In the last Navigation newsletter, I wrote an article explaining how to obtain longitude from a noon sight using the GHA method. Basically this method is based on the fact that at the time of meridian passage of the sun, Greenwich Hour Angle (GHA) is equal to the DR longitude of the observer. The resulting Local Hour Angle (LHA) is thus equal to zero degrees — which is a definition of meridian passage. This method, although reliable, has its drawbacks. This is because the hanging time of the sun, when it reaches the meridian, is difficult to determine. It follows that the exact time of meridian passage is questionable. Fortunately, there is another method of finding longitude from a noon sight that eliminates this problem.
Although I scoured Mixter’s, Dutton’s, Leaky and Blewett for information concerning this technique, it was only in Bowditch that I found any mention of the procedure. I learned this application from my friend and navigational mentor, Eben Whitcomb, years ago while shipping aboard the schooner Harvey Gamage.
Instead of relying on the GHA we instead take at least two timed shots of the sun, while it is ascending, and when it is descending. I’m certain that there are many variations on the theme, but I will explain the procedure that I use.
Roughly 15 minutes (it doesn’t need to be exactly 15 minutes) before the calculated time of Local Apparent Noon (LAN) I take either a lower or upper limb shot of the sun and mark the time. I then record the sextant altitude and the time.
I record LAN as usual, so I can obtain my latitude. Then after the time of LAN, I pick up the sextant — which I then set to the angle of the shot I took 15 minutes before LAN — and when the sextant altitude of the sun is the same going down as it was when it was rising, I mark and record the time. I then put the sextant away and prepare to calculate the exact time of LAN.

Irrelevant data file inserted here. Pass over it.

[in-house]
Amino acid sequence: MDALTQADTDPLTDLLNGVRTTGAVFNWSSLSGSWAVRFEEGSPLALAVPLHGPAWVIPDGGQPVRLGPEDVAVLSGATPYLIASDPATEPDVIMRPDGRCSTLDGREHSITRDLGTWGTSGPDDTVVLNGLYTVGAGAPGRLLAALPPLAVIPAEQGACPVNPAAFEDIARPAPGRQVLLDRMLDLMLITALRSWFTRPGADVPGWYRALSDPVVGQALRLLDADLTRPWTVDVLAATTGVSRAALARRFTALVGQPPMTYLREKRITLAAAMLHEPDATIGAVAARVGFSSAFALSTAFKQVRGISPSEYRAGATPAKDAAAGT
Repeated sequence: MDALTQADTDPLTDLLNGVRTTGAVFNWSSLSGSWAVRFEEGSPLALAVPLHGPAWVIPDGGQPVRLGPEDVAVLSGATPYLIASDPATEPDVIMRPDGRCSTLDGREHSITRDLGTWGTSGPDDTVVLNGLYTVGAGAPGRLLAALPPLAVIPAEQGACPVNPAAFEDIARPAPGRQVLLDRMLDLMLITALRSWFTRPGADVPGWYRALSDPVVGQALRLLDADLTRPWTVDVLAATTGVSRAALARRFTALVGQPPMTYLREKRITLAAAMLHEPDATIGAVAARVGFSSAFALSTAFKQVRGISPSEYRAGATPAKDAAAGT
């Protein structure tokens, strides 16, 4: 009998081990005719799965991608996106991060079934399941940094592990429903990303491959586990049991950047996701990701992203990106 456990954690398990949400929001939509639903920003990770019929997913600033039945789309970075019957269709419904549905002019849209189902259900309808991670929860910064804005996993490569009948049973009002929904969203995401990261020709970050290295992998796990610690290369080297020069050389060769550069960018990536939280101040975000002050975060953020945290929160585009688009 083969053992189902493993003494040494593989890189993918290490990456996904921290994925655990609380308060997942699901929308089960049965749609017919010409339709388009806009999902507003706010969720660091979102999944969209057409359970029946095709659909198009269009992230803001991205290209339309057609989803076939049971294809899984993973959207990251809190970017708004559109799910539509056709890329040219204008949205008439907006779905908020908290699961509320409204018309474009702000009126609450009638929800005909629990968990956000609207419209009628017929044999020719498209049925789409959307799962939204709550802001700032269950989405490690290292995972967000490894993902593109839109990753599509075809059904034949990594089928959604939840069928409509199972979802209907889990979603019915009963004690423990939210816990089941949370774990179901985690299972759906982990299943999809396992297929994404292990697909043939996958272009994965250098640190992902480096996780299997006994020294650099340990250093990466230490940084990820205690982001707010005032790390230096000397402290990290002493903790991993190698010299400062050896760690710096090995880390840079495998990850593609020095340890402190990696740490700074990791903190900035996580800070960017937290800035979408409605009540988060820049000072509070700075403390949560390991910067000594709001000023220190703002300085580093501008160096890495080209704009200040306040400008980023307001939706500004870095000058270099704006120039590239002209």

The procedure for finding the exact time of LAN is simple: just add the two times of the two shots and divide the result by two. This will yield the time of LAN that you can use to enter into the almanac to find the necessary information to get the longitude. Let’s do an example:
The day is April 15th. We are at a DR position of 35° 25’ N and 60° 18’ W. We want to calculate the longitude from the meridian passage of the sun. We first see on the daily pages that the time of LAN is 12 hours and no minutes. This would be for the standard meridian of a time zone (0°, 15°, 30°, etc.) We think we are at 60° 18’ so we have to see how long it takes the sun to move 18’. Entering the Arc to Time Conversion table we find that it takes 1 min. 12 sec., so we can estimate that the time of LAN for our DR will be at 12 hours 1 min, 12 sec. I always convert the local time to GMT so we add 4 hours to the time of LAN, making it 16:01:12. At 15:45:08 GMT we take a sextant sight and record the altitude at X°. After we find LAN altitude of the sun, we reset the sextant to X° and at 16:29:10, the sun is once again at that altitude.
We next take the times and add them and then divide by two:
32:14:18 / 2 =
16:07:09. This is the time of LAN.
We next go to the daily pages of the Nautical Almanac for 16 hours on April 15:
16 hours = 60° 01.3’ GHA
+07 min 09 sec +01° 47.3’ =
Longitude at time of sight = 61° 48.6’. Remember the GHA is equal to the longitude of the observer at the time of LAN so we can convert GHA into longitude. It is also interesting to notice that the longitude puts us further to the west of our DR, and we should adjust our plot accordingly.
We will notice that if this method is used, as it is, we have not discussed latitude. Latitude from a noon sight is easy to obtain, but the point of this discussion is to see how we can establish longitude from the noon sight. I welcome your comments.
About the Writer
Contributing Editor David Berson writes the Nav Problem page in every issue of Ocean Navigator. He is also the owner and operator of Glory, an electrically powered excursion boat, in Greenport, N.Y.
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